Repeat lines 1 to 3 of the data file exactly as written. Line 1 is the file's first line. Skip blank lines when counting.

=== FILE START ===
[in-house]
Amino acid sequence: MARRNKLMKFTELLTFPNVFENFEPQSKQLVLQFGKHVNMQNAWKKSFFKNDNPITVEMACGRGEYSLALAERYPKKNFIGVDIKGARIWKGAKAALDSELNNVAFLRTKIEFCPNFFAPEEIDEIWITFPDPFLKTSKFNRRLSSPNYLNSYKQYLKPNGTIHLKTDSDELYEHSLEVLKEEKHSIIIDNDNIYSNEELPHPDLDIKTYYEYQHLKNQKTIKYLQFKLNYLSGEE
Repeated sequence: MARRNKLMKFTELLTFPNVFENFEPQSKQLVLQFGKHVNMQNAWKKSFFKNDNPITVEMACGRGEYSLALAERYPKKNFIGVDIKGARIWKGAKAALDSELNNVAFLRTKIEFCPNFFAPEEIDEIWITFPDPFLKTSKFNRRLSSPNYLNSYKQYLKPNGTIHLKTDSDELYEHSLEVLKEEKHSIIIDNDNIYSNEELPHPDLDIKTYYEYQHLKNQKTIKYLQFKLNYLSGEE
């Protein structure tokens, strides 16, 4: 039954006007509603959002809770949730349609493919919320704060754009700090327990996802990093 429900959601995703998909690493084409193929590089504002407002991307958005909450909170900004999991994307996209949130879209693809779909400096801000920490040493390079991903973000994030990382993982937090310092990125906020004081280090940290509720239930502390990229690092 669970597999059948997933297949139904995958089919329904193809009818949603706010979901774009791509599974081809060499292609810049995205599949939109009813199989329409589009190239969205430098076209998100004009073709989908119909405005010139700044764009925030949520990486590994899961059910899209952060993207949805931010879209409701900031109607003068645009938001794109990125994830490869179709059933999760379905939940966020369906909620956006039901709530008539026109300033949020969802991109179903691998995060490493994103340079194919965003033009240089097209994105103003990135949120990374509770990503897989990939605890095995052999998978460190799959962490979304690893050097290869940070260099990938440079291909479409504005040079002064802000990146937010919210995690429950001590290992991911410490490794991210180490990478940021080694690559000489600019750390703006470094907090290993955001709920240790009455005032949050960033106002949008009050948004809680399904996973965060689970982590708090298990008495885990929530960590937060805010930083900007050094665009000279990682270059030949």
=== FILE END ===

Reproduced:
[in-house]
Amino acid sequence: MARRNKLMKFTELLTFPNVFENFEPQSKQLVLQFGKHVNMQNAWKKSFFKNDNPITVEMACGRGEYSLALAERYPKKNFIGVDIKGARIWKGAKAALDSELNNVAFLRTKIEFCPNFFAPEEIDEIWITFPDPFLKTSKFNRRLSSPNYLNSYKQYLKPNGTIHLKTDSDELYEHSLEVLKEEKHSIIIDNDNIYSNEELPHPDLDIKTYYEYQHLKNQKTIKYLQFKLNYLSGEE
Repeated sequence: MARRNKLMKFTELLTFPNVFENFEPQSKQLVLQFGKHVNMQNAWKKSFFKNDNPITVEMACGRGEYSLALAERYPKKNFIGVDIKGARIWKGAKAALDSELNNVAFLRTKIEFCPNFFAPEEIDEIWITFPDPFLKTSKFNRRLSSPNYLNSYKQYLKPNGTIHLKTDSDELYEHSLEVLKEEKHSIIIDNDNIYSNEELPHPDLDIKTYYEYQHLKNQKTIKYLQFKLNYLSGEE